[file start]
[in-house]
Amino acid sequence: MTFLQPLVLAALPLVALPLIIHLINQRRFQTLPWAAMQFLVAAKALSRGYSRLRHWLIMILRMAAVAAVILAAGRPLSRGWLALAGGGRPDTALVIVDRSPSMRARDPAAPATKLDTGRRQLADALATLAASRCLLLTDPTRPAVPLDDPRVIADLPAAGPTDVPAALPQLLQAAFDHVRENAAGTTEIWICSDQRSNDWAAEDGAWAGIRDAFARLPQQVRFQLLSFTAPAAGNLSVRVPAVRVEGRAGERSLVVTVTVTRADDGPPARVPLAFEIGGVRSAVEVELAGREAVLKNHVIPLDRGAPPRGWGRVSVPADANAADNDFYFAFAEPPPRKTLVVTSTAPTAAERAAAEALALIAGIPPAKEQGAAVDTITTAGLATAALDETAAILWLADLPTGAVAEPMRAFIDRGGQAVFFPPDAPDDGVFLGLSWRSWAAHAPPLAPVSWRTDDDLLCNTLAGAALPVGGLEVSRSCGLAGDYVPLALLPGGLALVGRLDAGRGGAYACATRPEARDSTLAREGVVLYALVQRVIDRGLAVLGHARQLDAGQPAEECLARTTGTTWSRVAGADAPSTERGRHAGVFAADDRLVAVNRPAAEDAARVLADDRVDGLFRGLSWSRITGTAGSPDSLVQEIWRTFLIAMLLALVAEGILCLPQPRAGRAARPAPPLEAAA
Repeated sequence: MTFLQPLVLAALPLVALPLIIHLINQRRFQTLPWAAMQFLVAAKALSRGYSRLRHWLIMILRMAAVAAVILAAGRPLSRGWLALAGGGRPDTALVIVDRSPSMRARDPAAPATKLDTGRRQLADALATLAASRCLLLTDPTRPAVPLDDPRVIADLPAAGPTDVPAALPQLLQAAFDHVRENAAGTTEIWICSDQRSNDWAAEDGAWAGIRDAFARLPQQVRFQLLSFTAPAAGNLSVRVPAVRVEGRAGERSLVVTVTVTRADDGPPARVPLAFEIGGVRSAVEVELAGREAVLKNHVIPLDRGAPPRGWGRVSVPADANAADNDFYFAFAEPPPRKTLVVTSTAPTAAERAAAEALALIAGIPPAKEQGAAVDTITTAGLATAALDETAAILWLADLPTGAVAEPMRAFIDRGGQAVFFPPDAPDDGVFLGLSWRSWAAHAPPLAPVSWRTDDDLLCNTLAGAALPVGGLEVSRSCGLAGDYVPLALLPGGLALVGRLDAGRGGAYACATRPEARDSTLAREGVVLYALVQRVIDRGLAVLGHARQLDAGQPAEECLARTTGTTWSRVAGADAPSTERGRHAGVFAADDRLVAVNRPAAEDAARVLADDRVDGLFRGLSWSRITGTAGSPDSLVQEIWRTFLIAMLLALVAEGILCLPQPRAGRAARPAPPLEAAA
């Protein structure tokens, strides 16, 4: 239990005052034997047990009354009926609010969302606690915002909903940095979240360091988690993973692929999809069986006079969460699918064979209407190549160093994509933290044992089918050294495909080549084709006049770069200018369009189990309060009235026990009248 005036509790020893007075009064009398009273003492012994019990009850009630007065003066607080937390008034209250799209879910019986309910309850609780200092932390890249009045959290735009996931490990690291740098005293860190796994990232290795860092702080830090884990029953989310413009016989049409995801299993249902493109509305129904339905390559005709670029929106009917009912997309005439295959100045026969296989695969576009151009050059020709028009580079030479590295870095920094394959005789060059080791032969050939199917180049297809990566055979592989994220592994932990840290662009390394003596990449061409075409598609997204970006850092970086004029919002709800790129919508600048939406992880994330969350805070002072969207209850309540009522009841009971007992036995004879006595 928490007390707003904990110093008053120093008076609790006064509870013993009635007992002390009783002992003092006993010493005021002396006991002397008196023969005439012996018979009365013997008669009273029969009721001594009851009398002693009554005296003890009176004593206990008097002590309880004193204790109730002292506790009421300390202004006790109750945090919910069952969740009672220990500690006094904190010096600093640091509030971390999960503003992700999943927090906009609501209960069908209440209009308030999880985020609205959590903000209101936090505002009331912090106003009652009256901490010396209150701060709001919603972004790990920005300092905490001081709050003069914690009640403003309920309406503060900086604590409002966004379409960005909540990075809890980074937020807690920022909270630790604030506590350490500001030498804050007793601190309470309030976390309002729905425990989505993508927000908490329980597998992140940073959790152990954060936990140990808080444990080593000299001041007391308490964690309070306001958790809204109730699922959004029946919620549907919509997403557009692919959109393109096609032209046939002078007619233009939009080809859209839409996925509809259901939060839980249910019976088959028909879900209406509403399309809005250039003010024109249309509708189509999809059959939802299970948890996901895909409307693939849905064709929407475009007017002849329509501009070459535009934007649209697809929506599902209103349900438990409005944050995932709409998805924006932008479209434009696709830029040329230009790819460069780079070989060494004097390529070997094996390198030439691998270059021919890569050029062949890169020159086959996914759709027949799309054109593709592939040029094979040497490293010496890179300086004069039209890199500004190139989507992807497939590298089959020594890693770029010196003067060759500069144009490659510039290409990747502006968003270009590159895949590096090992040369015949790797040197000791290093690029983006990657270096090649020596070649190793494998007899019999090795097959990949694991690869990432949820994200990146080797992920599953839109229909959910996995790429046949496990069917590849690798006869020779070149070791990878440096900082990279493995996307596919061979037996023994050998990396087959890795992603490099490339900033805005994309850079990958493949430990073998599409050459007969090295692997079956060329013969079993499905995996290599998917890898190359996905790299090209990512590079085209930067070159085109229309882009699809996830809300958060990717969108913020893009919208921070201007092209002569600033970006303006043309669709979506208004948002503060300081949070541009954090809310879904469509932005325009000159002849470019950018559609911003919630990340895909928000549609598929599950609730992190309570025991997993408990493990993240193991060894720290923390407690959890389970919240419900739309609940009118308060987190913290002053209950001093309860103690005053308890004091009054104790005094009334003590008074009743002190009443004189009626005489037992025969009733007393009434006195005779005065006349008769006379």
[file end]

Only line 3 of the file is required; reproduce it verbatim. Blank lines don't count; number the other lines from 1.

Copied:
Repeated sequence: MTFLQPLVLAALPLVALPLIIHLINQRRFQTLPWAAMQFLVAAKALSRGYSRLRHWLIMILRMAAVAAVILAAGRPLSRGWLALAGGGRPDTALVIVDRSPSMRARDPAAPATKLDTGRRQLADALATLAASRCLLLTDPTRPAVPLDDPRVIADLPAAGPTDVPAALPQLLQAAFDHVRENAAGTTEIWICSDQRSNDWAAEDGAWAGIRDAFARLPQQVRFQLLSFTAPAAGNLSVRVPAVRVEGRAGERSLVVTVTVTRADDGPPARVPLAFEIGGVRSAVEVELAGREAVLKNHVIPLDRGAPPRGWGRVSVPADANAADNDFYFAFAEPPPRKTLVVTSTAPTAAERAAAEALALIAGIPPAKEQGAAVDTITTAGLATAALDETAAILWLADLPTGAVAEPMRAFIDRGGQAVFFPPDAPDDGVFLGLSWRSWAAHAPPLAPVSWRTDDDLLCNTLAGAALPVGGLEVSRSCGLAGDYVPLALLPGGLALVGRLDAGRGGAYACATRPEARDSTLAREGVVLYALVQRVIDRGLAVLGHARQLDAGQPAEECLARTTGTTWSRVAGADAPSTERGRHAGVFAADDRLVAVNRPAAEDAARVLADDRVDGLFRGLSWSRITGTAGSPDSLVQEIWRTFLIAMLLALVAEGILCLPQPRAGRAARPAPPLEAAA